.458 Winchester vs. .458 Lott

Discussion in 'Firearms & Ammunition' started by HWL, Apr 21, 2017.

  1. HWL

    HWL AH Fanatic

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    I do not see any "outperforming"!

    I compared reloading data in Norma Reloading Manual #2

    Please have a look at posting #5

    I am sure, there is an advantage for the .458Lott.

    My question is.... does it make sence, to invest in a .458 Lott, when you alredy have a .458 Winchester.


    HWL
     
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  2. CAustin

    CAustin AH ENABLER BRONZE SUPPORTER AH Ambassador

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    Understood! IMO no........unless you just wanted to have both.
     

  3. Ruark

    Ruark AH Member

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    I've personally never fired the Lott, but I've read several times that compared to the 458 WM, the recoil is really, really harsh. Just a data point.
     

  4. BC.Pat

    BC.Pat AH Enthusiast

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    Interesting thread, it kind of reconfirms what I have read, that most of the "perceived" short coming of the 458 WM where historical and likely due IMO to poor quality bullet construction of the late 60s ~ 70s.
    And that the 100ft/sec of the 458 Lott with its increased recoil isn't really as necessary as it once was. Lots of good points of view (y)
     

  5. fourfive8

    fourfive8 AH Fanatic

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    I think the Watts, Lott or 458 Express can achieve certain performance levels at lower pressures than the WM. Or another way to thing about it... lower pressures can prevent pressure (temperature) related problems in the field.
     
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  6. RolandtheHeadless

    RolandtheHeadless AH Veteran

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    I have the Norma Manual 2013 Ed., and it shows WM and Lott data using different bullets, which could account for some of the velocity discrepancy. The WM data shows Hornaday and Swift bullets, while the Lott used Woodleigh. Also, the Lott load is shown with only about 2.5-4.0 more grains of powder than the WM.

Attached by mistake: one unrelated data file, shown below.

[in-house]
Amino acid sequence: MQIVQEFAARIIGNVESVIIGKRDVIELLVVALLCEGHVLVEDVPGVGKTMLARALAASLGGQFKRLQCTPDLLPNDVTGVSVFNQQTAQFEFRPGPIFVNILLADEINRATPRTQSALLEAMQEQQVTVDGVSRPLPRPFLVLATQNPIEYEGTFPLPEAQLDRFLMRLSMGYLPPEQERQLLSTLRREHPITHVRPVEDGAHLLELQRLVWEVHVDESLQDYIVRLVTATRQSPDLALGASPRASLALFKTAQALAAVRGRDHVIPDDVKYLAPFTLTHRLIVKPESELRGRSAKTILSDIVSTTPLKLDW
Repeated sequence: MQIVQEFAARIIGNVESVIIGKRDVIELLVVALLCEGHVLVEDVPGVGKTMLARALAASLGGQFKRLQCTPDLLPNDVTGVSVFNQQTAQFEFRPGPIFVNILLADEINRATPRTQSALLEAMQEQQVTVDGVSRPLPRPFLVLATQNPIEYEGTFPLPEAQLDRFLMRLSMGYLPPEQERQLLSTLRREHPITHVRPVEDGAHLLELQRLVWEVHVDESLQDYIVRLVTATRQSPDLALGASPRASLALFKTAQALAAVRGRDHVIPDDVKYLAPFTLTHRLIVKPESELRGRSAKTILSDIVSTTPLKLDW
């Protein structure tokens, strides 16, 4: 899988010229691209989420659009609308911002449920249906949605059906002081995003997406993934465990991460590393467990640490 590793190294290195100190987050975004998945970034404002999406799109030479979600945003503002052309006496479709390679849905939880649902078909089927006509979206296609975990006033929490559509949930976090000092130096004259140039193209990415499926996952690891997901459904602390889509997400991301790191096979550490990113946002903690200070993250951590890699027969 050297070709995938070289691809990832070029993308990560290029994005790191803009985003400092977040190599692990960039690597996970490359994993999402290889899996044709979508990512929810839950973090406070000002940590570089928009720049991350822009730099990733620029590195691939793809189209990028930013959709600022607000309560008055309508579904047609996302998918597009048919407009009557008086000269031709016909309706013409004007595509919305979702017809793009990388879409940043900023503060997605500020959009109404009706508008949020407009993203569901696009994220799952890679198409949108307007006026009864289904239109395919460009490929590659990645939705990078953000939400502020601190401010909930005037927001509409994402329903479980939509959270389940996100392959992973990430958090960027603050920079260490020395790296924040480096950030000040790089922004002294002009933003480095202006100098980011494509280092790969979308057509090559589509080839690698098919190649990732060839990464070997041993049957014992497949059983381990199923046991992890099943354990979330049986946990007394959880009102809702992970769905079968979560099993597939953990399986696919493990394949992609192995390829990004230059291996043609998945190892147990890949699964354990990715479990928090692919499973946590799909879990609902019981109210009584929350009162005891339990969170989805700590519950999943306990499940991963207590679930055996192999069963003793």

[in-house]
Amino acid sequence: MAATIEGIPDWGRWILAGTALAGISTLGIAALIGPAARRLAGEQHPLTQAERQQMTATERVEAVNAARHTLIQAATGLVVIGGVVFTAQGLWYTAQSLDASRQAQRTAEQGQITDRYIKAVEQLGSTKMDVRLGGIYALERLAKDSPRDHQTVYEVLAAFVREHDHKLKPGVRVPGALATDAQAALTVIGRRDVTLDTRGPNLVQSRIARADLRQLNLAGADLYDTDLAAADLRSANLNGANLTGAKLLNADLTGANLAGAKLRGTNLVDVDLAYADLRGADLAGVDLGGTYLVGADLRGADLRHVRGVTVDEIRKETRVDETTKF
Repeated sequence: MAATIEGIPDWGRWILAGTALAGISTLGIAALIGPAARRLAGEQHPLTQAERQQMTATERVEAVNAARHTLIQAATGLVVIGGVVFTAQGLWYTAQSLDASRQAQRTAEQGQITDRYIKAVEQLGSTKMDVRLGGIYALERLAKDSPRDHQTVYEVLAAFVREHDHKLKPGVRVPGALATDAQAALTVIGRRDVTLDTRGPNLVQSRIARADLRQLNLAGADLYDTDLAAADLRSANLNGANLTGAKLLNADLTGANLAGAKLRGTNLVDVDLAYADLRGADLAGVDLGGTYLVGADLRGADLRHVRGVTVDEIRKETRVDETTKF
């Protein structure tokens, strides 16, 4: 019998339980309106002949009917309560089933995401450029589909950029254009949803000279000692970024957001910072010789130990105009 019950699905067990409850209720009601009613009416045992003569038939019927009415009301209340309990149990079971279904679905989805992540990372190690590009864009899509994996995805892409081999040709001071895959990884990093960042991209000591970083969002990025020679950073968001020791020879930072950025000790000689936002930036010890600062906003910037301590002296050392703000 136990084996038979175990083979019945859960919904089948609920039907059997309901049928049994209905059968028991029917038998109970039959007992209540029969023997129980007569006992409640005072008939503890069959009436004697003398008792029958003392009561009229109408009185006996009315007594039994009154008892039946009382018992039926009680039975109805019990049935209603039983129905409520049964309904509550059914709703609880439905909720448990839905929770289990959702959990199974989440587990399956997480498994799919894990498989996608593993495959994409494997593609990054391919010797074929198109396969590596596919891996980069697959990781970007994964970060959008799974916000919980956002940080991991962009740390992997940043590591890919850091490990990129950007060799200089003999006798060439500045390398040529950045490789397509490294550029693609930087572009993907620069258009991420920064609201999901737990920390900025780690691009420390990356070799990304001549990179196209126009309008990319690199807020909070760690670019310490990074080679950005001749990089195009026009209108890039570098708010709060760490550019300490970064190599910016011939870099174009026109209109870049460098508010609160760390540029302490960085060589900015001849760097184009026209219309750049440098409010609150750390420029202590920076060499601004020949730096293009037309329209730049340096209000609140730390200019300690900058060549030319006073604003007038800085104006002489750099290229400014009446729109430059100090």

I'm toying with whether to buy a Lott right now. I'm not sure I'd ever use it for anything but punching my shoulder at the range. I have a .375 and .416 which I am much more likely to take to Africa because of their flatter trajectories.
     

  7. fourfive8

    fourfive8 AH Fanatic

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    It's my understanding, aside from the Lott-Cape Buffalo story, that Win, in order to reach marketable velocity numbers for the 458 WM in standard barrel length rifles, had to compress a type of ball powder that did not react well to the combination of heat and compression over time. There are several reported instances of early 458 WM factory ammo giving "squib like" performance in the field. I have no first hand proof myself, but these reports came from different, independent sources. I think with modern, temperature insensitive powders available now or by avoiding certain types of powders, there should be no reason to expect squib loads in the 458 WM. Likewise, I think the factory loaded ammo issues were also corrected early on.